Opioid Induced Constipation


The normal amount of stools that are passed on a weekly basis is 3 (1). The clinical definition of constipation involves having (a) less than 3 stools per week for women and 5 stools per week for men despite a diet high in dietary fiber, or a period of more than 3 days without a bowel movement (b) or straining at stool greater than 25% of the time, or 2 or fewer stools per week and © or straining when defecation and having less than 1 stool daily with minimal effort occurs (1)


However, opioid induced constipation does not only include symptoms such as hard dry stools, straining, incomplete evacuation; it also includes a combination of gastrointestinal effects such as abdominal cramping, bloating and gastroesophageal reflux (1). Tolerance to the constipating aspects of opioids is rare. (1) The constipating effects of the opioids are not dose dependent (1). Having less than 3 bowel movements per week is considered to be constipation (1).


Opiates affect all the segments of the bowel; however the colon is the most receptive to its effects (1). The proposed mechanism in which opiates cause constipation is due to the prolongation of the intestinal transit time, which is due to causing spastic nonpropulsive contractions (2). An additional proposed mechanism may be due to an increase in the electrolyte absorption (1,2). All of the opiate derivatives are linked to causing constipation, but the severity of the constipation varies among the different agents (1,2).

OIC is more pronounced with codeine than the other agents (1,2). Furthermore, transdermal opioids have less constipating effects than the oral or parenteral opioids (1,2).

In order to understand the basis behind opioid induced constipation, it is important to note that the GI tract is innervated by the enteric nervous system, which is composed of the myenteric plexus (located between circular and longitudinal smooth muscle layers of the bowel), and the submucosal plexus (2). The enteric neurons also synthesize opioid peptides, which co-cordinate the contractile process under the normal conditions and help in suppressing the intestinal motility as needed (2). Specifically, it is the mu-opioid receptors that are responsible for the agonistic effects of the opioids (2). When the opioid agonists bind to the receptors, excitatory and inhibitory neurotransmitter release is prohibited, and this interrupts the co-ordinate rhythmic contraction that is required for intestinal motility and reduces the mucosal secretions (2). The lower GI transit time results in excessive water and electrolyte reabsorption from feces and the decreased biliary and pancreatic secretion will further dehydrate the stool (2).


Concurrent use of other constipating drugs such as tricyclic antidepressants, antihistmaines, phenothiazines, antacids containing calcium carbonate or aluminum hydroxide, calcium channel blockers, non potassium sparing diuretics, other opiates also increase the likelihood of constipation (1). Dehydration, advancing age, immobility, metabolic abnormalities (such as hypercalcemia), and chemotherapy also contribute to constipation. (1)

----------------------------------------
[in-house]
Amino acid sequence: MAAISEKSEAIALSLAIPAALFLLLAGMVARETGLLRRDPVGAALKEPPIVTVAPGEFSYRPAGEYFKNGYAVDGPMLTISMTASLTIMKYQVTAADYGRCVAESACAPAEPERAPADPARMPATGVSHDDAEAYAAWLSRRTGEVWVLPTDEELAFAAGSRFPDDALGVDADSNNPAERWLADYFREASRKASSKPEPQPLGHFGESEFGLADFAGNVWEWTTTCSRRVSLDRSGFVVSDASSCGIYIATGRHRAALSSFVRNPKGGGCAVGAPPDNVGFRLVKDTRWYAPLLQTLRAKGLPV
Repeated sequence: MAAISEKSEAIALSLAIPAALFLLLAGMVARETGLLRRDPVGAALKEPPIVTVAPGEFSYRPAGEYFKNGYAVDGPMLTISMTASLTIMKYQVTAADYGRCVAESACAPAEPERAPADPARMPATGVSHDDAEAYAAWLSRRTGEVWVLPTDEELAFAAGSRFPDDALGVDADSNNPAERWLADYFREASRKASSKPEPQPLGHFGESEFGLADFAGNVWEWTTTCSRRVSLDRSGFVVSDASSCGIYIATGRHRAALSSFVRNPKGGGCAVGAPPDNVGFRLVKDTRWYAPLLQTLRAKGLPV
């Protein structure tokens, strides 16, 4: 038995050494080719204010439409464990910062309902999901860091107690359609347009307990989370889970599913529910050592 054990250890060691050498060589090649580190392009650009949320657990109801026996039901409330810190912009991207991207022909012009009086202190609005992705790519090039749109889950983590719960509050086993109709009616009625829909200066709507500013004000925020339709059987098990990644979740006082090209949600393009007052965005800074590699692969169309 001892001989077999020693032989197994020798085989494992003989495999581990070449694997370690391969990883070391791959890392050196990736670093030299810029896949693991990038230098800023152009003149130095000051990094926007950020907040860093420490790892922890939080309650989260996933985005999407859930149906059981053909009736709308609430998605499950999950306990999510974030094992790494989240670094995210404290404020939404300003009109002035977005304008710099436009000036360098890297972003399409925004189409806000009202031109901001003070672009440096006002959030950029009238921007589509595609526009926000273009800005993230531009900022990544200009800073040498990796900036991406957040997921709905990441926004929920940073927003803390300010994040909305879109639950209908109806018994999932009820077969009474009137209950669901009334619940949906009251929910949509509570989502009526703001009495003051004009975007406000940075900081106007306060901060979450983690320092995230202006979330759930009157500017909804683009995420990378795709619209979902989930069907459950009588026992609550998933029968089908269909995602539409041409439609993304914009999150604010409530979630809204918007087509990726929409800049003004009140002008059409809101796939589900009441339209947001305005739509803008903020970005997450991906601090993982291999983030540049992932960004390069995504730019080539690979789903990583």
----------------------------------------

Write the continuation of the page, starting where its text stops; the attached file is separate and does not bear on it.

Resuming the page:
Complications that are associated with uncontrolled constipation include fecal impaction and overflow diarrhea (feces become so hard that they cannot be expelled and fecal fluid will flow around the block), pseudo-obstruction (decreased ability of the intestines to push food through) of the bowel causing abdominal pain (increase amplitude of nonpropulsive segmental contractions), nausea, vomiting; and interference with drug administration and absorption (2,3). The risk of GERD will also increase due to decreased gastric motility and emptying (3).


Patients that experience severe pain with bowel movements, or blood in the stools should seek medical attention (1). There is no normal bowel movement as this varies greatly from person to person (1). However, treatment for constipation should improve the number of bowel movements from baseline (1).


  1. DiPiro JT, Talbert RL, Yee GC, Matzke GR, Wells BG, Posey LM, editors. Pharmacotherapy: a pathophysiologic approach. 7th ed. Toronto: McGraw-Hill; 2007. p. 623-628
  2. Panchal SJ, Muller-Schwefe P, Wurzelmann JI. Opioid-induced bowel dysfunction: prevalence, pathophysiology and burden. International Journal of Clinical Practice. 2007;61(7):1181-1187.
  3. Clemens KE, Klaschik E. Management of constipation in palliative care patients. Curr Opin Support Palliat Care 2008;2:22.


This information is presented for informational purposes only and is not meant to be a substitute for advice provided by qualified health care professionals. You should contact your qualified health care provider if you have or suspect any health problems. This article is not intended to provide medical advice for its readers

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